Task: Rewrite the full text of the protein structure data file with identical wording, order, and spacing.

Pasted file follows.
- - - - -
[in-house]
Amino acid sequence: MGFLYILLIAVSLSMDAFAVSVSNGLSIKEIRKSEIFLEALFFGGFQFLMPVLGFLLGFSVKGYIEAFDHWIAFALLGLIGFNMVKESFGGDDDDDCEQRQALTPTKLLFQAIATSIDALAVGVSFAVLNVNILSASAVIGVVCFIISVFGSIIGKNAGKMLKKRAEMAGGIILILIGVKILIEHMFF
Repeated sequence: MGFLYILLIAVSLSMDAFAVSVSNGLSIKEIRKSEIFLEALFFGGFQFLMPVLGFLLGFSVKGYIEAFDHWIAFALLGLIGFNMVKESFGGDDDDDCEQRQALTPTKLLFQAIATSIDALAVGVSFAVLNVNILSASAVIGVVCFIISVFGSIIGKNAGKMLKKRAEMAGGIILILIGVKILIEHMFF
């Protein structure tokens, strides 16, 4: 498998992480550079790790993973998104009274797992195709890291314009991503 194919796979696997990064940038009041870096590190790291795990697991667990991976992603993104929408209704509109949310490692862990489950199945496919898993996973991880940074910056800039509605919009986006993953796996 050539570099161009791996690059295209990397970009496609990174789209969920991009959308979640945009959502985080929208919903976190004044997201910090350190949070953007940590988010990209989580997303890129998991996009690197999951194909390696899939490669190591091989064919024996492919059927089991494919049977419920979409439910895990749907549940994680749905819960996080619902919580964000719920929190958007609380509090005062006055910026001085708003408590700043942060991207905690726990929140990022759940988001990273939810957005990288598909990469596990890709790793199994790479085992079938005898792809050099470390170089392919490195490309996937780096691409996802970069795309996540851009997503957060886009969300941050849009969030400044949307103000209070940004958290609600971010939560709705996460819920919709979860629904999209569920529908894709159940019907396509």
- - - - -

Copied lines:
[in-house]
Amino acid sequence: MGFLYILLIAVSLSMDAFAVSVSNGLSIKEIRKSEIFLEALFFGGFQFLMPVLGFLLGFSVKGYIEAFDHWIAFALLGLIGFNMVKESFGGDDDDDCEQRQALTPTKLLFQAIATSIDALAVGVSFAVLNVNILSASAVIGVVCFIISVFGSIIGKNAGKMLKKRAEMAGGIILILIGVKILIEHMFF
Repeated sequence: MGFLYILLIAVSLSMDAFAVSVSNGLSIKEIRKSEIFLEALFFGGFQFLMPVLGFLLGFSVKGYIEAFDHWIAFALLGLIGFNMVKESFGGDDDDDCEQRQALTPTKLLFQAIATSIDALAVGVSFAVLNVNILSASAVIGVVCFIISVFGSIIGKNAGKMLKKRAEMAGGIILILIGVKILIEHMFF
């Protein structure tokens, strides 16, 4: 498998992480550079790790993973998104009274797992195709890291314009991503 194919796979696997990064940038009041870096590190790291795990697991667990991976992603993104929408209704509109949310490692862990489950199945496919898993996973991880940074910056800039509605919009986006993953796996 050539570099161009791996690059295209990397970009496609990174789209969920991009959308979640945009959502985080929208919903976190004044997201910090350190949070953007940590988010990209989580997303890129998991996009690197999951194909390696899939490669190591091989064919024996492919059927089991494919049977419920979409439910895990749907549940994680749905819960996080619902919580964000719920929190958007609380509090005062006055910026001085708003408590700043942060991207905690726990929140990022759940988001990273939810957005990288598909990469596990890709790793199994790479085992079938005898792809050099470390170089392919490195490309996937780096691409996802970069795309996540851009997503957060886009969300941050849009969030400044949307103000209070940004958290609600971010939560709705996460819920919709979860629904999209569920529908894709159940019907396509």